Find K-th Smallest Pair Distance


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    Click here to see the full article post


  • 0
    R
    Now, for every point i, the number of points j with i < j and nums[j] - nums[i] <= guess is prefix[x+guess] - prefix[x] + (count[i] - multiplicity[i]), where count[i] is the number of ocurrences of nums[i] in nums.
    

    I don't get the intuition behind this. Can someone explain please? Thanks


  • 0
    S

    There is a small change in the Approach #1: Heap [Time Limit Exceeded]
    `
    from heapq import heapify, heappush, heappop
    class Solution(object):
    """docstring for Solution."""
    def init(self):
    super(Solution, self).init()

    def KthsmallestpairDist(self, nums, k):
        #sort the points
        nums.sort() #[1,1,3] , heap = [(0,0,1),(2,1,2)]
        heap = [(nums[i+1]-nums[i], i, i+1)
        for i in xrange(len(nums)-1)]
        heapify(heap) #Makes it into a BST
        print(heap)
    
        for _ in xrange(k):
            d, root, nei = heappop(heap)
            if nei+1<len(nums):
                heappush(heap, (nums[nei + 1] - nums[root], root, nei + 1))
        return d
    

    `


  • 0
    D

    @richard.zhang.969 I'll give my understanding.

    First there is no array count. multiplicity is a count of the number of 0 distance pairs at each index. You could just sum this array to get the total number of 0 distance pairs. Then because guess >= 0, this total always counts towards the number of distance pairs <= guess.

    Now we use prefix to calculate the remaining distance pairs - those that are >0 and <= guess. To do that is just sum(prefix[x + guess] - prefix[x] for x in nums).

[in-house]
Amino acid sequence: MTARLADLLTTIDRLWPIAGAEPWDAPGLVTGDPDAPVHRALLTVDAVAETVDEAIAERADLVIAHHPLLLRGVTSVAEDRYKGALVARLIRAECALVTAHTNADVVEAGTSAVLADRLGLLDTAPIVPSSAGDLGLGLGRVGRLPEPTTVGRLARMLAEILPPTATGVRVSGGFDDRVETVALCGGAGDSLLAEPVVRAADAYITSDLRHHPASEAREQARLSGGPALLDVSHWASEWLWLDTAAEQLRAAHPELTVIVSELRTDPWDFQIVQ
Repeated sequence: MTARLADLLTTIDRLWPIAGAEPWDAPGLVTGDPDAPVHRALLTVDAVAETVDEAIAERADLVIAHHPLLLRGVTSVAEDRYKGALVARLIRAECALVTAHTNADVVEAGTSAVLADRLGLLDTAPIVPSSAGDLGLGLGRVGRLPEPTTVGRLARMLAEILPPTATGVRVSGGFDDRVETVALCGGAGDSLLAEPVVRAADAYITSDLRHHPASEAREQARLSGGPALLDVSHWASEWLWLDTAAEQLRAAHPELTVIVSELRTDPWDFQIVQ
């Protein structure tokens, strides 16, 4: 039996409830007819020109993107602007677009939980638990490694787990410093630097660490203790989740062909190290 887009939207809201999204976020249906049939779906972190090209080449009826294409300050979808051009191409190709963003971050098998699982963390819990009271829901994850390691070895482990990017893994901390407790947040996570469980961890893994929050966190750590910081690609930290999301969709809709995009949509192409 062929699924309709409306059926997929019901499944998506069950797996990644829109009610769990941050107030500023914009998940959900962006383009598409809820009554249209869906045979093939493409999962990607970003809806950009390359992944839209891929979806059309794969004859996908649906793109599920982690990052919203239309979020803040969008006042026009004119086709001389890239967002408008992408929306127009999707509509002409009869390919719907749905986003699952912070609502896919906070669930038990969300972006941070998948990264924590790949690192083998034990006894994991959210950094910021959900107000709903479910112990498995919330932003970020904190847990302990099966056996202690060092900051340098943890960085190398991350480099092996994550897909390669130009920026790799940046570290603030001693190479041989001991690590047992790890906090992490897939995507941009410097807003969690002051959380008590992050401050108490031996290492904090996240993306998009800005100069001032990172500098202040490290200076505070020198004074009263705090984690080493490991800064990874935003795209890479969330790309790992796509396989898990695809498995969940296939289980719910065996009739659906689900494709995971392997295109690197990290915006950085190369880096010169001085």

prefix[x + guess] - prefix[x] is the count of values in the nums array <= x + guess - the count of values in the nums array <= x. Another way of saying that is: the count of distance pairs that have x as the smaller number in the pair and a distance >0 and <= guess.


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    I

    Thank you for the post, really clear and logical. I just have a small question that for the mi , how do you guarantee there will be a distance equals to the mi ?

    int mi = (lo + hi) / 2; it's not the actual distance,


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    T

    @icesnakejin This is because the binary search always finds the smallest mi that satisfies count>=k. Imagine when we find a large mi with count >= k, hi is set to mi, and we keep looking to the left.


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    J

    For the 3rd solution "Approach #3: Binary Search + Sliding Window [Accepted]", "The logW factor comes from our binary search, and we do O(N) work inside our call to possible (or to calculate count in Java)." I think the complexity for the work inside the call is O(N^2) instead of O(N), since there are two loops. You can optimize it to O(N log N), so the best time complexity for this solution is ( N log N log W + N log N).


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    K

    The python code for approach 3 fails the tests. You have to return int(lo).


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    @keenencates I'm using python 2. In python 3, use mi = (lo + hi) // 2 to do integer division instead of float division.


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    A

    don't think you explained section two properly, but yeah nice solution. it makes sense now


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